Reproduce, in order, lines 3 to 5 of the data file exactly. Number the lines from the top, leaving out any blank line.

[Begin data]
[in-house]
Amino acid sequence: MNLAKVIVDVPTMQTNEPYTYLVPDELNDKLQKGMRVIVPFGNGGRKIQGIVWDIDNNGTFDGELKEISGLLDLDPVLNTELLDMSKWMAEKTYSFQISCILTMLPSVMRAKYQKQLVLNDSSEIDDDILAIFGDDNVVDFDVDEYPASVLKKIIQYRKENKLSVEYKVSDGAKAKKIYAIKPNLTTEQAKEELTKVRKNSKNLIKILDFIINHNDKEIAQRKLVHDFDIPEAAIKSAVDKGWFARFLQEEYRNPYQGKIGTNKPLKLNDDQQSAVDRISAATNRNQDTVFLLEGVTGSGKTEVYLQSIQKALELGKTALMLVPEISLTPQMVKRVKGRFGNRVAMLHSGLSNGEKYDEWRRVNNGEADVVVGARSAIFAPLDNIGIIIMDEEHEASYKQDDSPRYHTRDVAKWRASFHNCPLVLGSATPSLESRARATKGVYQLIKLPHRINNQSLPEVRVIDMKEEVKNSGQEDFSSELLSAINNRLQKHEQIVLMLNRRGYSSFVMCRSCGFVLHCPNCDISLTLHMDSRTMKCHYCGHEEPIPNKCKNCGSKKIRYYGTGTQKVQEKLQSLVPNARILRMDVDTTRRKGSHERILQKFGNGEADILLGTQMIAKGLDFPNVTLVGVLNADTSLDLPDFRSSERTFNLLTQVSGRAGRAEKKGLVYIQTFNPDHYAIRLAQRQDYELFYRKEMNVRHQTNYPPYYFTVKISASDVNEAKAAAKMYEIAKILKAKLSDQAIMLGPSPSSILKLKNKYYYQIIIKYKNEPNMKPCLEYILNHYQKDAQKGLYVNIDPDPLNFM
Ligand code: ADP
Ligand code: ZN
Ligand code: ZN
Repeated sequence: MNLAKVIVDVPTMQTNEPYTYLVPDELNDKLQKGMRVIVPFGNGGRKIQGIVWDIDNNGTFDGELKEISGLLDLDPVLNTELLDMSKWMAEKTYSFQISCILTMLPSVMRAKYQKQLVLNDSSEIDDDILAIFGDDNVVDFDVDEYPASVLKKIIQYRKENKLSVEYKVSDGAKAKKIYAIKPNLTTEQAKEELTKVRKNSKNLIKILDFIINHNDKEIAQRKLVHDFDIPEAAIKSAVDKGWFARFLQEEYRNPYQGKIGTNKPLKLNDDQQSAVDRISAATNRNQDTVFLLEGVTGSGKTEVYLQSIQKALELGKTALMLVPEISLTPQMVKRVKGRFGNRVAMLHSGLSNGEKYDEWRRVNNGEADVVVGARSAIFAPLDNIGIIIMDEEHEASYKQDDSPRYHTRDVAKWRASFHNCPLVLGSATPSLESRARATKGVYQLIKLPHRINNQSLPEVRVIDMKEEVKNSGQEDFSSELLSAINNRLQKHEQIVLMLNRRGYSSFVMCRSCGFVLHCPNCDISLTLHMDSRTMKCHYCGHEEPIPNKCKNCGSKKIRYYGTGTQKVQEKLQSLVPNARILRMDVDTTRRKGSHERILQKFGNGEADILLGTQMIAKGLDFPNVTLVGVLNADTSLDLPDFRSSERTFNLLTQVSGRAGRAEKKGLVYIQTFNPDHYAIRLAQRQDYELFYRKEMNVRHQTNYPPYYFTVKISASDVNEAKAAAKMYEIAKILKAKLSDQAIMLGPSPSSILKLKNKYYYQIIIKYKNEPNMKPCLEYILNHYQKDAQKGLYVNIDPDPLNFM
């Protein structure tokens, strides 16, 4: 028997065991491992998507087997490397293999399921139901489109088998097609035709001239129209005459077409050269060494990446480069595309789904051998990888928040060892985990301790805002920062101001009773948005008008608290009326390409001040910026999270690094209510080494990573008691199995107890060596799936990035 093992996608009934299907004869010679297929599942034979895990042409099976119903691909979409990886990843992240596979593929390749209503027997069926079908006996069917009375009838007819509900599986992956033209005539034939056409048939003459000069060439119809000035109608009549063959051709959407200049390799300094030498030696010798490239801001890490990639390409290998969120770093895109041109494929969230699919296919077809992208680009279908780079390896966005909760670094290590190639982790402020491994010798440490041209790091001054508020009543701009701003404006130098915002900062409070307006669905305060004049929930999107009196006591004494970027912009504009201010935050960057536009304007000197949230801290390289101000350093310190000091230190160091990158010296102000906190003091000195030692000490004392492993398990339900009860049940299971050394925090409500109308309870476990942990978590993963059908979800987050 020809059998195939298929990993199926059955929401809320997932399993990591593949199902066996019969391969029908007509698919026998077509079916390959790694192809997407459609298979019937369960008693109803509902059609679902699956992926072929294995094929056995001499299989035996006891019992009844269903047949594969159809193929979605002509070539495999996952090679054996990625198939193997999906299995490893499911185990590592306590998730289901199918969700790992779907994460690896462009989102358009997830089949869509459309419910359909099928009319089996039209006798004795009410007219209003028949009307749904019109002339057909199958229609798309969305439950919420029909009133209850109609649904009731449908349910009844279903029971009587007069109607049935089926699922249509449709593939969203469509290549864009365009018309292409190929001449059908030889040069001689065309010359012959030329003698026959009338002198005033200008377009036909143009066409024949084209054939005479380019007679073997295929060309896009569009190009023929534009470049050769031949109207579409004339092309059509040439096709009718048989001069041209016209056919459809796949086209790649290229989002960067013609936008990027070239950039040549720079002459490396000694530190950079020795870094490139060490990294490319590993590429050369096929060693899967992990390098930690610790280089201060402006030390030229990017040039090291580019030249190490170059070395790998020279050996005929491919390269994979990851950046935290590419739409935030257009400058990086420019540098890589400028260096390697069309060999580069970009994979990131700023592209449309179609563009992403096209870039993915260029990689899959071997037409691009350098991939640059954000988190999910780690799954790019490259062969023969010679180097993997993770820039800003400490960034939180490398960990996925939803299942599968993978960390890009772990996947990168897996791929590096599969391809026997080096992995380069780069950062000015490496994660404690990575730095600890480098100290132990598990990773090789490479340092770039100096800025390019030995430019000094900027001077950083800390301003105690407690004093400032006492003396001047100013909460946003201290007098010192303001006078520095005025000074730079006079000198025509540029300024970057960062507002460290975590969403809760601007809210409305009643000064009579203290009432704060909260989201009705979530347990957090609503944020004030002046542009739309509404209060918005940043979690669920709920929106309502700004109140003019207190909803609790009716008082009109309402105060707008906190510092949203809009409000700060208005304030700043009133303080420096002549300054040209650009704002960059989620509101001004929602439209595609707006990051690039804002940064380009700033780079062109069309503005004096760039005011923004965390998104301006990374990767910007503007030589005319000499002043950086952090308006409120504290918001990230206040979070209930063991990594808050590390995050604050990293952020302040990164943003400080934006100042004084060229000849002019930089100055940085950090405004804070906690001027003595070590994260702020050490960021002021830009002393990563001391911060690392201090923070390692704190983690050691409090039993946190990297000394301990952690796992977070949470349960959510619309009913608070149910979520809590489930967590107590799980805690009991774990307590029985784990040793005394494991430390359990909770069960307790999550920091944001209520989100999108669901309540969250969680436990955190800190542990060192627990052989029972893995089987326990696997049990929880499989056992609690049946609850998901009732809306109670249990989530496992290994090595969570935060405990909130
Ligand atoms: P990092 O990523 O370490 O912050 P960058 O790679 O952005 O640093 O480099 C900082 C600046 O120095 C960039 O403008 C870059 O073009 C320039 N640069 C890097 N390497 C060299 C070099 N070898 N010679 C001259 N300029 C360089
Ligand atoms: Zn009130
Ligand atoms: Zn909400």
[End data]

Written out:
Ligand code: ADP
Ligand code: ZN
Ligand code: ZN